Compensation claims for failed vasectomies rejected

Four women who attempted to sue doctors over failed vasectomies had their claims rejected.
Four women who attempted to sue doctors over failed vasectomies had their claims rejected. Photo: Getty Images

Four New Zealand women tried to claim compensation after becoming pregnant when their partners' vasectomies failed.

Figures released under the country's Official Information Act reveal the Accident Compensation Corporation received 62 claims relating to failed sterilisations between July 1, 2005, and June 30, 2015.

The majority of those claims were for pregnancy due to failed female tubal ligation surgery – a procedure to close both fallopian tubes so sperm could not reach an egg to fertilise it.

Four claims were for pregnancy due to failed male vasectomy and were all declined "as there is no personal injury to the male client", an ACC spokeswoman said.

Of the 62 claims, 17 were accepted and while 45 were declined.

The total paid was $135,918 for the period ending July 31, 2015.

Failed sterilisation claims made before May 2012 might have been declined because ACC did not consider pregnancy a personal injury, the spokeswoman said.

That was before a 2012 Supreme Court decision ruled a woman who became pregnant following a failed sterilisation should have ACC cover, rather than sue the surgeon.

Gynaecologist Dr Keith Allenby, of the Counties Manukau District Health Board, denied any negligence, with his counsel arguing he had explained the risk of the procedure to his patient.


The failure rate for tubal ligation is one in 200.

As a result of the Supreme Court decision, ACC cover must be available to the mother for the physical effects of pregnancy as a result of treatment injury or sexual abuse.

A breakdown of claims showed that just 10 claims had been accepted, while 24 had been declined since 2012.

No successful claims were made in the year to June 2015, while four claims were declined.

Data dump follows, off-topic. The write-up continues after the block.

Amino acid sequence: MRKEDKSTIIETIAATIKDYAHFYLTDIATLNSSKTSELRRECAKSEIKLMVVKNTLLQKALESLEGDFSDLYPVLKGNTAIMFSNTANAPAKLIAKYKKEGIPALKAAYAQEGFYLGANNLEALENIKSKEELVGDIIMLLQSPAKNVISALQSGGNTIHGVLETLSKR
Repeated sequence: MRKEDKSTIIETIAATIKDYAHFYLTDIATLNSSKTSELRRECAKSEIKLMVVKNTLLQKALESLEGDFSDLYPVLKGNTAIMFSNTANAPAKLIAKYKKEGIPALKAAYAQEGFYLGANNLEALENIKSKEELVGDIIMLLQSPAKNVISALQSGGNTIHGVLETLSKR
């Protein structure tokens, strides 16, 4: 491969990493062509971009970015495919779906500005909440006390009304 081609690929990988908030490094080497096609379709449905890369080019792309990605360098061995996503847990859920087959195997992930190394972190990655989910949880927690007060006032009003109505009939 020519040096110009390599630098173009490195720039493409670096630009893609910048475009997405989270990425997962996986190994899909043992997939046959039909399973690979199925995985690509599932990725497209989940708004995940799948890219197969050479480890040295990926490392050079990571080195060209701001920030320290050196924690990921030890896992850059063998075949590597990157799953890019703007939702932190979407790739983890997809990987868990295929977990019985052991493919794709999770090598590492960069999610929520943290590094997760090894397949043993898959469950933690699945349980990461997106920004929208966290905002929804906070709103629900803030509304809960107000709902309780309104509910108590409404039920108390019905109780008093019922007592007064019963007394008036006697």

Auckland region had the highest number of claims with seven, followed by Counties Manukau (6), Canterbury (5), Southern (5), Northland (5), and Waitemata (4).

All other regions recorded fewer than four claims, apart from South Canterbury, which recorded none.

Claims were made at the district health board region where the treatment was provided and included both public and private facilities.

Figures supplied by the Ministry of Health showed there were 1970 publicly-funded tubal ligation surgeries in 2013/14, down from 2674 in 2009/10.

A spokesman said the ministry did not keep information on the number of failed sterilisation operations and referred inquiries to individual DHBs.

Of the Official Information Act requests sent to all South Island-based DHBs on August 21, only one – the Southern DHB – responded with an answer as of Friday, saying it did "not currently hold" the requested information. 

Last month, ACC confirmed it was appealing a decision awarding compensation to a woman who gave birth following a botched sterilisation operation.

The woman, who has permanent name suppression, gave birth to a son in June 2006, despite having a sterilisation procedure eight years earlier.

The surgeon clamped her bladder instead of a fallopian tube, resulting in the unwanted birth, and she was forced to give up work to care for the child.

Peter Sara, a specialist in accident compensation law, won a landmark decision against ACC that effectively awarded her weekly compensation, as the 2012 Supreme Court decision meant she could not sue the doctor or DHB.

He had since been contacted by other women in a similar position.

Sara did not agree with how ACC interpreted the Allenby case.

"This was a landmark decision, which determined that pregnancy was a personal injury which was able to be covered. It was not confined to just the physical effects of pregnancy."

He said ACC wanted to treat such cases as being confined to the literal state of pregnancy, so that entitlements were limited to those which might arise during the gestation period.

The product of pregnancy was the birth of a child or children but the Allenby decision did not address the issue of entitlements following birth, such as child care costs, because that was not before the Court.

"Just as an injured person is entitled to be covered for the physical and mental consequences of accidental injury, so too is the woman whose pregnancy is covered," Sara said.

"ACC is not entitled to cherry pick which entitlements it will provide."

 - Stuff